Ballet is designed to appeal to everyone, to reach out and influence every soul who experiences it. A solo by a lead ballerina is not complete if it does not move at least one audience member to tears. Ballet is not just for entertainment as we understand it today. Ballet is meant to stir up emotion and passion. The ballerina’s goal is to cause the audience to feel what the character she is portraying is feeling. A prime example of this would be a ballerina dancing the role of Odette from Swan Lake. The ballerina takes

it upon herself to convey so much passion with reckless abandon during the Dying Swan finale that she causes the audience to feel the pain of her death and the deepest despair because of her beloved’s betrayal. I am always moved by the finality of this solo not simply because it is sad, but because the ballerina so elegantly portrays the feeling of despair, something we must all face in life, and assures me that it is something that everyone experiences, that I am not alone. Ballet is emotion, it is passion, and it conveys some of the most important aspects of humanity such as love, grace, and vision. Ballet appeals to the part of the soul which longs for beauty, and this fulfillment cannot come from a rock song or a hip-hop dance. True fulfillment and enlightenment comes from art which causes us to reflect on the masterpiece itself and its connection with the past, but also to look inside of ourselves, to consider our own thoughts and passions, and if an art is something we truly love, we allow it to change us.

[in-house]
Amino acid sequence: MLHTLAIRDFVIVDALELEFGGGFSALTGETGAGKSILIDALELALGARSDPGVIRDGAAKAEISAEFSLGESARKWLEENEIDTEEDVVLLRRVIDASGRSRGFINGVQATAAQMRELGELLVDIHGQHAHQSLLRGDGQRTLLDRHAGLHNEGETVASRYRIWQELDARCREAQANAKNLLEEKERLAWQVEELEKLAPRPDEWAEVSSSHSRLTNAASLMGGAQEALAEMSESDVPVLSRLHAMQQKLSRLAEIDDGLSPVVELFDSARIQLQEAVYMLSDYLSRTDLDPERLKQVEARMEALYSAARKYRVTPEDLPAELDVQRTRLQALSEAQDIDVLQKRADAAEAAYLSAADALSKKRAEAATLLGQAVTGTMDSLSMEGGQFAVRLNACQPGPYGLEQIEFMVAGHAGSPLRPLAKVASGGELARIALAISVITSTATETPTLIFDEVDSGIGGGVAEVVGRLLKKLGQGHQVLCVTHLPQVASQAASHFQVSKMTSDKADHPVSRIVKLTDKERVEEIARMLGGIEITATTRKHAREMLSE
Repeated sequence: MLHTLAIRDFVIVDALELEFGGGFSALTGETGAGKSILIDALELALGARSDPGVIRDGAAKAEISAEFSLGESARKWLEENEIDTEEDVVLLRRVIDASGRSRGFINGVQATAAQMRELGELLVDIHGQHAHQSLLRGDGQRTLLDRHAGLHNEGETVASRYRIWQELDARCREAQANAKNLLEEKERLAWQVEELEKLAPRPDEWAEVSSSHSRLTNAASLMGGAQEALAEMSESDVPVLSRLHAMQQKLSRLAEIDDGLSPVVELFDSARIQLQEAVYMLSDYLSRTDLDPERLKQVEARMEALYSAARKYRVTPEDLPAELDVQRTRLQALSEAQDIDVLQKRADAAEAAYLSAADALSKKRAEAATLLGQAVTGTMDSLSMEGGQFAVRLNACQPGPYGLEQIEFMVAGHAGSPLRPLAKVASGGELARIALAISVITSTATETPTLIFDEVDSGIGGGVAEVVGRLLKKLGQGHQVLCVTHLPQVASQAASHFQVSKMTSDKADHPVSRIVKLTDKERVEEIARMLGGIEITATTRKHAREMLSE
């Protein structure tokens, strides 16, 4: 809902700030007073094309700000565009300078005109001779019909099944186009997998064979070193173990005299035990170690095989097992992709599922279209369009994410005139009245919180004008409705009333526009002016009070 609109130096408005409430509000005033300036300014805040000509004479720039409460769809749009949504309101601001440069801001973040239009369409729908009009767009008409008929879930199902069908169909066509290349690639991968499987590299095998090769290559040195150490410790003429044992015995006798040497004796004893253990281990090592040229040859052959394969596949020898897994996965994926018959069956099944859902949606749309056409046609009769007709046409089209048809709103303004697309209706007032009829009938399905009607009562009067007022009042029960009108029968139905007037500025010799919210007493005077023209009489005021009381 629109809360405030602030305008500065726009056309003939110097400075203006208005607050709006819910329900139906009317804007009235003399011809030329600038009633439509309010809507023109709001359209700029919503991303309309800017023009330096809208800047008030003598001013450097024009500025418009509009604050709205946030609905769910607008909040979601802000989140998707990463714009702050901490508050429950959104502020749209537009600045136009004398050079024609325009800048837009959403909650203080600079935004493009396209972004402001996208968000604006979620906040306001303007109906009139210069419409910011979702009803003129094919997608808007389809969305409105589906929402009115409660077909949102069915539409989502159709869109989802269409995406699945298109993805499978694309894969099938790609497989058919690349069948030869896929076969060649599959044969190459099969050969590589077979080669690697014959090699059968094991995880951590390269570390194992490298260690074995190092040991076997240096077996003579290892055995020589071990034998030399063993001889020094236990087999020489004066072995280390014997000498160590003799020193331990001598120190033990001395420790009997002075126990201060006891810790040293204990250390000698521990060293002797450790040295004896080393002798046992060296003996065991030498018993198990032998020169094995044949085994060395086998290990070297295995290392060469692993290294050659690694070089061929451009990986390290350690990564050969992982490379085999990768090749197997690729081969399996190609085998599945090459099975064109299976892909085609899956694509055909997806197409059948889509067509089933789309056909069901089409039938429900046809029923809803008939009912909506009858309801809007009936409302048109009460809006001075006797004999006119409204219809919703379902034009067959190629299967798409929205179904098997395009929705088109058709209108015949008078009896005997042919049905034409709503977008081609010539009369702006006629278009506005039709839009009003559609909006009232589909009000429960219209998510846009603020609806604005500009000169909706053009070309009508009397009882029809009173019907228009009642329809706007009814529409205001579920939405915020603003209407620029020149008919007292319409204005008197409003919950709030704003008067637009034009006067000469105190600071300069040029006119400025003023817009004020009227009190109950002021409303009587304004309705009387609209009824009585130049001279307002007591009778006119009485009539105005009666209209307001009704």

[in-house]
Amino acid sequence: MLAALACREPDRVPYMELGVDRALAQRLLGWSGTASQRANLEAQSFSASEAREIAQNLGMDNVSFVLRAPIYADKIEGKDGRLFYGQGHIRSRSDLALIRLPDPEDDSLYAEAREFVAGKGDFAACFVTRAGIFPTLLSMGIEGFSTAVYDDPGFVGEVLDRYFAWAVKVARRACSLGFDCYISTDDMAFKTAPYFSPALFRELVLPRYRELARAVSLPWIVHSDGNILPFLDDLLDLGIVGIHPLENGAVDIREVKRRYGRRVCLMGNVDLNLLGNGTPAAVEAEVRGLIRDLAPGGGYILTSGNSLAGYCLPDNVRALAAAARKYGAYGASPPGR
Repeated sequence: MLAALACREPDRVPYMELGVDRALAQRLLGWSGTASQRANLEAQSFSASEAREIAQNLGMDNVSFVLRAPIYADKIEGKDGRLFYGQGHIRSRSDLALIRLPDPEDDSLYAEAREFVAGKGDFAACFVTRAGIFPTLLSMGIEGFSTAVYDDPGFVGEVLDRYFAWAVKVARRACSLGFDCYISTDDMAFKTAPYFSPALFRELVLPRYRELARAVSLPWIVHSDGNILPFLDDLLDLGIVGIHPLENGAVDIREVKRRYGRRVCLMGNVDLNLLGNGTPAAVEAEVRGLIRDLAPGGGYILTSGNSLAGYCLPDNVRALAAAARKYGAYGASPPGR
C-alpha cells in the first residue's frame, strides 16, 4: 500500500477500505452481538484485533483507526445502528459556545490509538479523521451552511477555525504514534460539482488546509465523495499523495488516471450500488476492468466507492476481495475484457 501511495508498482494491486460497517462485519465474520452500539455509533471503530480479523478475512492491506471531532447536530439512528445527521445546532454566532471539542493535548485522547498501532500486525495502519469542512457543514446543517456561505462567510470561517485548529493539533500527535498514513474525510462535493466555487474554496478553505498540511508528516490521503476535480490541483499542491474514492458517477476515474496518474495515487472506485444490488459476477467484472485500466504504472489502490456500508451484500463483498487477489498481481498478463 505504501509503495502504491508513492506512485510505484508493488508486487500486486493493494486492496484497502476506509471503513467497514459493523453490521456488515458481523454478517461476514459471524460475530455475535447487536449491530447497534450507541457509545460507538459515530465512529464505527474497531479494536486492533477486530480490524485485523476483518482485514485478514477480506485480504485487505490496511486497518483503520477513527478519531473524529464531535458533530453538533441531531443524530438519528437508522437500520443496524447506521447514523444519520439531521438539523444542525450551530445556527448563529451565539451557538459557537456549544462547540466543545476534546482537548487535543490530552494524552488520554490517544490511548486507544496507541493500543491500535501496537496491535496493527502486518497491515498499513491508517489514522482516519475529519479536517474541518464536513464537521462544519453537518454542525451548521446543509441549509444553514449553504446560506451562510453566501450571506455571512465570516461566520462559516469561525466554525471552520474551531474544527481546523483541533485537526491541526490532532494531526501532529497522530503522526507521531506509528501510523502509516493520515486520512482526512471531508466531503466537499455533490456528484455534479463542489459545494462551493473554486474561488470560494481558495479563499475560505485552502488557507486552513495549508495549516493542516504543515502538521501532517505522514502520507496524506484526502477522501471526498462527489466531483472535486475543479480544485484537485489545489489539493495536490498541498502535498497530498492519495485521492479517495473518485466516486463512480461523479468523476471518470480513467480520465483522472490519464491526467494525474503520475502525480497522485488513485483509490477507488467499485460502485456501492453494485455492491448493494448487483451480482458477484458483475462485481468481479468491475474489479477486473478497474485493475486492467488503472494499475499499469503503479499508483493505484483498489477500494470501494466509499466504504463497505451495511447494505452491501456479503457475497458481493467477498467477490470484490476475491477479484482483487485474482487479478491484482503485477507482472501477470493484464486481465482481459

Despite the fact that ballet is declining in America, there is still hope. Americans may have little interest in ballet, but that does not change the fact that they once did. While it is true that our culture changes, human nature does not. Classical ballets, such as Romeo and Juliet, Don Quixote, La Bayadere, and others, deal with the subjects of love, family, and the purpose of the human existence. The capacities portrayed in ballet lie within each and every one of us, ballet is not simply for the wealthy, the privileged, or the scholarly, but rather the message that ballet delivers can appeal to everyone. I believe that ballet yet has hope because this art has the incredible ability to captivate any one from aristocrats in 17th century Europe to a five-year-old girl in 21st century America. I believe ballet will survive because it is timeless, it is inspiring, and within each and every human being lies a longing to experience something as beautiful as classical ballet.